The recent Nevada fiduciary proposal has its sights set on broker-dealers. But private fund managers, and other investment advisers, are covered, as well. Discretionary management of a client’s assets is fiduciary conduct. However, communications by fund managers with prospective and current investors regarding their interests in the fund may also amount to fiduciary investment advice under the proposal. Similarly, communications regarding the features of the fund may amount to fiduciary investment advice. Thus, the Nevada proposal seems to raise similar issues as the 2016 DOL Fiduciary Rule for private fund managers.
The proposal seeks to address these concerns by providing that information about a security that is specifically contained in the security’s “offering documents” is presumptively not investment advice unless, as part of the discussion, there is (A) a recommendation of one product over another, (B) a recommendation to buy, hold, or sell a security, or (C) advice on the purchase, hold, sale, or value of a security, to a client or limited group of clients.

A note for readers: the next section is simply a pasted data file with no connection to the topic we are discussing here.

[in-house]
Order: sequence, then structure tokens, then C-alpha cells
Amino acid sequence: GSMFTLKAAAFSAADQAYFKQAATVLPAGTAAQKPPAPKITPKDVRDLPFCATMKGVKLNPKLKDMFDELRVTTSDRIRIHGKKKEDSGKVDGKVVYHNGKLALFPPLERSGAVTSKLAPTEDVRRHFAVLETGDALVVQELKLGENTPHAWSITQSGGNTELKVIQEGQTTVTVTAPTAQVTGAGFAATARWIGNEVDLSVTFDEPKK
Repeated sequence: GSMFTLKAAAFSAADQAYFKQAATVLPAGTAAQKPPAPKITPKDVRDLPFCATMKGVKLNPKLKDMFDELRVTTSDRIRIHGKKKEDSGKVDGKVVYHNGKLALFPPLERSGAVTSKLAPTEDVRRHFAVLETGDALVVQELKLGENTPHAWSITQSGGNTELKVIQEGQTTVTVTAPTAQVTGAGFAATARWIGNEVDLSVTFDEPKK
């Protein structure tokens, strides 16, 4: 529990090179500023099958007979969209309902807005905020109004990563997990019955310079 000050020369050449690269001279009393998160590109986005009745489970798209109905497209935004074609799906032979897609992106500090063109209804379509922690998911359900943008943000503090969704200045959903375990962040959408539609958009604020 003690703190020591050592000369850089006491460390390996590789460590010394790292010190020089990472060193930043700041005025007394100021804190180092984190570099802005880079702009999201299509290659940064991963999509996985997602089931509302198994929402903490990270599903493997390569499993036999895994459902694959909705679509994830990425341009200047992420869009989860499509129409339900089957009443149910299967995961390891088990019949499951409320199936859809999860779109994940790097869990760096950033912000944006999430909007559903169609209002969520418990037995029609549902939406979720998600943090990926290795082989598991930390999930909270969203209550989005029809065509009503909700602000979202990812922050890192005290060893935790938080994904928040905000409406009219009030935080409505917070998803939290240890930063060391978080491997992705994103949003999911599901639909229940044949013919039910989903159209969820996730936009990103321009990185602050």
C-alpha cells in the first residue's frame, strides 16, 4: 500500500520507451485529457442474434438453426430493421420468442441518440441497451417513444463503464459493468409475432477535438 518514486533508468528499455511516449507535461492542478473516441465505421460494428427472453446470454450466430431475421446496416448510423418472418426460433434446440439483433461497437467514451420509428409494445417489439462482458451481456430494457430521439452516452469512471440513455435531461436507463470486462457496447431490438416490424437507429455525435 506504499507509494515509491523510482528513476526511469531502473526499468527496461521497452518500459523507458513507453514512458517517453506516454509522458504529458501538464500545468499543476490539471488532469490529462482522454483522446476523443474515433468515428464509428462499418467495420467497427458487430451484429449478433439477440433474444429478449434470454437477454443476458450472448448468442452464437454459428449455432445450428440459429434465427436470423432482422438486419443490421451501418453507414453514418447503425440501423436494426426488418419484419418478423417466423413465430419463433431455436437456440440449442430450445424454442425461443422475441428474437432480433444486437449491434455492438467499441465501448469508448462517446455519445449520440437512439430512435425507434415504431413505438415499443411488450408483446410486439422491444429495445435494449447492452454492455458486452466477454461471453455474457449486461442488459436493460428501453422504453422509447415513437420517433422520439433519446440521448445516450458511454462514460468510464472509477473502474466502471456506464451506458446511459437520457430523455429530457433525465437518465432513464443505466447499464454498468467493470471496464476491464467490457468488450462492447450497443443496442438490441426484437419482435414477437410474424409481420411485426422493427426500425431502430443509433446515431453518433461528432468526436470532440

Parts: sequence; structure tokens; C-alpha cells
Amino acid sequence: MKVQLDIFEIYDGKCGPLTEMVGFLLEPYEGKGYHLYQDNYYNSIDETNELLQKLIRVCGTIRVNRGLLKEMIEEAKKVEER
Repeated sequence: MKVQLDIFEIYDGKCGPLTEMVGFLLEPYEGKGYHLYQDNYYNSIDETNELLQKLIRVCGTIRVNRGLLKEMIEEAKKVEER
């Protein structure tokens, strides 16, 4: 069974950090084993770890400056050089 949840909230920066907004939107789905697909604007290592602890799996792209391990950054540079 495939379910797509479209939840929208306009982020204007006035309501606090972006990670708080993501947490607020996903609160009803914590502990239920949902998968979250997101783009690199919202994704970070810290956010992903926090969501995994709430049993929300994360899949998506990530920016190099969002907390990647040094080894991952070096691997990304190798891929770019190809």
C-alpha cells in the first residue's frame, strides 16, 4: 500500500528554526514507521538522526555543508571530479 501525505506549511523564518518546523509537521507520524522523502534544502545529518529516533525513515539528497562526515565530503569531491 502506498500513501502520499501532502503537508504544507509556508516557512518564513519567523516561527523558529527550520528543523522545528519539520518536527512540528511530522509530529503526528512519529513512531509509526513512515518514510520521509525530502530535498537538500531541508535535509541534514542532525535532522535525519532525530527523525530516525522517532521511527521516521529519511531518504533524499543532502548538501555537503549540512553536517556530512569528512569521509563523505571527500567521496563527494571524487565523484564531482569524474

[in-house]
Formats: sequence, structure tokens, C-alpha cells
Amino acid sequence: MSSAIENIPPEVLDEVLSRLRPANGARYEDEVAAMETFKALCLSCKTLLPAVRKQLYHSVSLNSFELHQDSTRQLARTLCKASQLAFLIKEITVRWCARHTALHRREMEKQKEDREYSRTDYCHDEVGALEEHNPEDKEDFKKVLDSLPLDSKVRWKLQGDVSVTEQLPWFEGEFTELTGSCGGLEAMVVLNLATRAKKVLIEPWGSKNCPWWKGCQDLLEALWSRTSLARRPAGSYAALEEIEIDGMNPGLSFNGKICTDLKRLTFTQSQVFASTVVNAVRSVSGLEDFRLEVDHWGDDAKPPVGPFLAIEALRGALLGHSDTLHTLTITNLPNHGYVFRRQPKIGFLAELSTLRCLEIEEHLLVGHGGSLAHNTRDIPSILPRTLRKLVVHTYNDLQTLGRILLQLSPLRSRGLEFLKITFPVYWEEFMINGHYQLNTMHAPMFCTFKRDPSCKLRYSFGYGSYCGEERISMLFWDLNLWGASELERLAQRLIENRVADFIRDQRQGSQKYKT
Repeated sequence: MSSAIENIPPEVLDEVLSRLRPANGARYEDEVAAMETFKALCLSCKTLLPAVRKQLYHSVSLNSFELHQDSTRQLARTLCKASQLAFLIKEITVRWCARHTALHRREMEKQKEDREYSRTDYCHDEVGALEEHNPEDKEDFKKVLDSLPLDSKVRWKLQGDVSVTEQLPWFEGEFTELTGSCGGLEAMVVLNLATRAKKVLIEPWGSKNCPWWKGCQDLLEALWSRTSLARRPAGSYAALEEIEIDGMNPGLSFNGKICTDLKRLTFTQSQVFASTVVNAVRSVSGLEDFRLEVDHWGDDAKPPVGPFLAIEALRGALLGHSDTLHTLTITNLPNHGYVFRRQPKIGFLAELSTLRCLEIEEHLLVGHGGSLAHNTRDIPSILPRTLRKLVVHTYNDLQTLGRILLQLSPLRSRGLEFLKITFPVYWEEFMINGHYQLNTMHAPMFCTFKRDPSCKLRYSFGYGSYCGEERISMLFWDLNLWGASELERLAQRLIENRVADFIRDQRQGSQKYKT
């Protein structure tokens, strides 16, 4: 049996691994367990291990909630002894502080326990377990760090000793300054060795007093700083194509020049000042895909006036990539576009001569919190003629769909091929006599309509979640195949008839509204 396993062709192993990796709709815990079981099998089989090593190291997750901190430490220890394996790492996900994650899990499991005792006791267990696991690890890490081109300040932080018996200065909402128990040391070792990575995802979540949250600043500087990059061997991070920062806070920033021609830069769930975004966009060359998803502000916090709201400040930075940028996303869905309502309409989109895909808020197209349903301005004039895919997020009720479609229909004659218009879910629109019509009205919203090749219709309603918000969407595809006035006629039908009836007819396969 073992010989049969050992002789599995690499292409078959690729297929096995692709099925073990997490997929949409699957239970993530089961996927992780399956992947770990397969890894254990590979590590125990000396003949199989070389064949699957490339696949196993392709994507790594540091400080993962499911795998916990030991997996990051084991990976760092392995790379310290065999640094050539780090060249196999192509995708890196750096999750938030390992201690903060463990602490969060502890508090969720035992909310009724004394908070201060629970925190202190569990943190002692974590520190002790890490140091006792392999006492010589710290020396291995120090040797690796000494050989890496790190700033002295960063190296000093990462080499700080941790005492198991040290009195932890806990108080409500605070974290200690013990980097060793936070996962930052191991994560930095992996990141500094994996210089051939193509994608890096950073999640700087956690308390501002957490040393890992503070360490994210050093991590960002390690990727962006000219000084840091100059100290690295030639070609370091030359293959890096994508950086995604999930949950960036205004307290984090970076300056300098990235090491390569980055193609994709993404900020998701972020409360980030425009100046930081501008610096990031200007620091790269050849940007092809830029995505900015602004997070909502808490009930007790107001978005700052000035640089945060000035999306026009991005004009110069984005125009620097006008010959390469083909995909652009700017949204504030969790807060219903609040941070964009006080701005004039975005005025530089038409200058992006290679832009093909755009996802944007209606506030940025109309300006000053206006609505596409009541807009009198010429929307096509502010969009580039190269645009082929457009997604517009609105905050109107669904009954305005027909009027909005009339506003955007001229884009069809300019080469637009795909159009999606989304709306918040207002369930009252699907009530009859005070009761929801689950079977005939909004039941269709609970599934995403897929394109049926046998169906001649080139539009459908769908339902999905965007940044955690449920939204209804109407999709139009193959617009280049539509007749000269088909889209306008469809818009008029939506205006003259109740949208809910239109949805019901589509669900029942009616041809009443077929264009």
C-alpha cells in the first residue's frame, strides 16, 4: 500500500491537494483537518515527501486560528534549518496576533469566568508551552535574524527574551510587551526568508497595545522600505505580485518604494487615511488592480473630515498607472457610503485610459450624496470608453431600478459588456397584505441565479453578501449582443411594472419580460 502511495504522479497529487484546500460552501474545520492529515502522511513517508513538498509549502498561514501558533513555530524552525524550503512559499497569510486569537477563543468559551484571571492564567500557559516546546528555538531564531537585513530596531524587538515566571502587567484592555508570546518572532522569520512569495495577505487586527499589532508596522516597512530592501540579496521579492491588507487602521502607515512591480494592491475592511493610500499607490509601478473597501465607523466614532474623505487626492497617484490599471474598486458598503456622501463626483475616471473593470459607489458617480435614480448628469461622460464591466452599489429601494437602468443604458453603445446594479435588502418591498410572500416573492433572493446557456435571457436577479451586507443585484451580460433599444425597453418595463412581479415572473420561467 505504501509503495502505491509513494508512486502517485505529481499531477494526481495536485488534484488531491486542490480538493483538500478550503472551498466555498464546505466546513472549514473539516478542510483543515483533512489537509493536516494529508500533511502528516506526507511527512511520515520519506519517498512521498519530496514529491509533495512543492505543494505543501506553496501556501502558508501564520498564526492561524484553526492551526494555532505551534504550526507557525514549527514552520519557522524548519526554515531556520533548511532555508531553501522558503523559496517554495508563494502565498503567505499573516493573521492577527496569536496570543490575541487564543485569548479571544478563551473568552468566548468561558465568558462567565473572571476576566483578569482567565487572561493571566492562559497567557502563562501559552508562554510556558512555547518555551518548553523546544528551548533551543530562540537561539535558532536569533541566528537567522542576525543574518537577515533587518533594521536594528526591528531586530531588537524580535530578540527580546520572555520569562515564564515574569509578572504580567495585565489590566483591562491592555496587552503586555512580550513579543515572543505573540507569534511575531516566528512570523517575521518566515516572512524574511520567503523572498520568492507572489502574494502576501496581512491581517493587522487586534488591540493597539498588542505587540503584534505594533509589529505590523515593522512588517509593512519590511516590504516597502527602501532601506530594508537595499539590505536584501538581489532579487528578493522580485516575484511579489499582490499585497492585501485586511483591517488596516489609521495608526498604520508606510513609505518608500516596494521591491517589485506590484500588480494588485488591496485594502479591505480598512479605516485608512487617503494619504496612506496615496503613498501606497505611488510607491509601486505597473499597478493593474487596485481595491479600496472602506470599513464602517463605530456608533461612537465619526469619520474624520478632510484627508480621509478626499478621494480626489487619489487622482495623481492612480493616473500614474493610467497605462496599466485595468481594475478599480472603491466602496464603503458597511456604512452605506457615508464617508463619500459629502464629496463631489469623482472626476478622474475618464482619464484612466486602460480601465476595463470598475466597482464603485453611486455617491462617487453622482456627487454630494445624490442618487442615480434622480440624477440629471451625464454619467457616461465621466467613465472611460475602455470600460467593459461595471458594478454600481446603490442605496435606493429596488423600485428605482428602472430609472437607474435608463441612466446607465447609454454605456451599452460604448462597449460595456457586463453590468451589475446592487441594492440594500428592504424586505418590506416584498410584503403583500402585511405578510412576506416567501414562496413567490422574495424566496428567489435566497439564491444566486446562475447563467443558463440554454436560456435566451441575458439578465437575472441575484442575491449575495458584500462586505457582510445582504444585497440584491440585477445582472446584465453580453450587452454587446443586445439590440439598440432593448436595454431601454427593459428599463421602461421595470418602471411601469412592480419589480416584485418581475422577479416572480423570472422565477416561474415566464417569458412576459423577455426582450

It is unclear what, beyond an offering memorandum, constitutes “offering documents” for purposes of this presumption. Would a pitch book suffice? Would the materials necessarily have to be in written form and would they have to be shared with all prospective/current investors?
It is also worth mentioning that information about a fund that is not “specifically” described in an offering memorandum or other material that is an “offering document” seems to be considered investment advice. Consider whether communications with a prospective investor regarding the attributes of two or more funds would give rise to “investment advice” under the proposed definition.
The proposal raises a number of interpretive issues, including those described above. The comment period closes on March 1.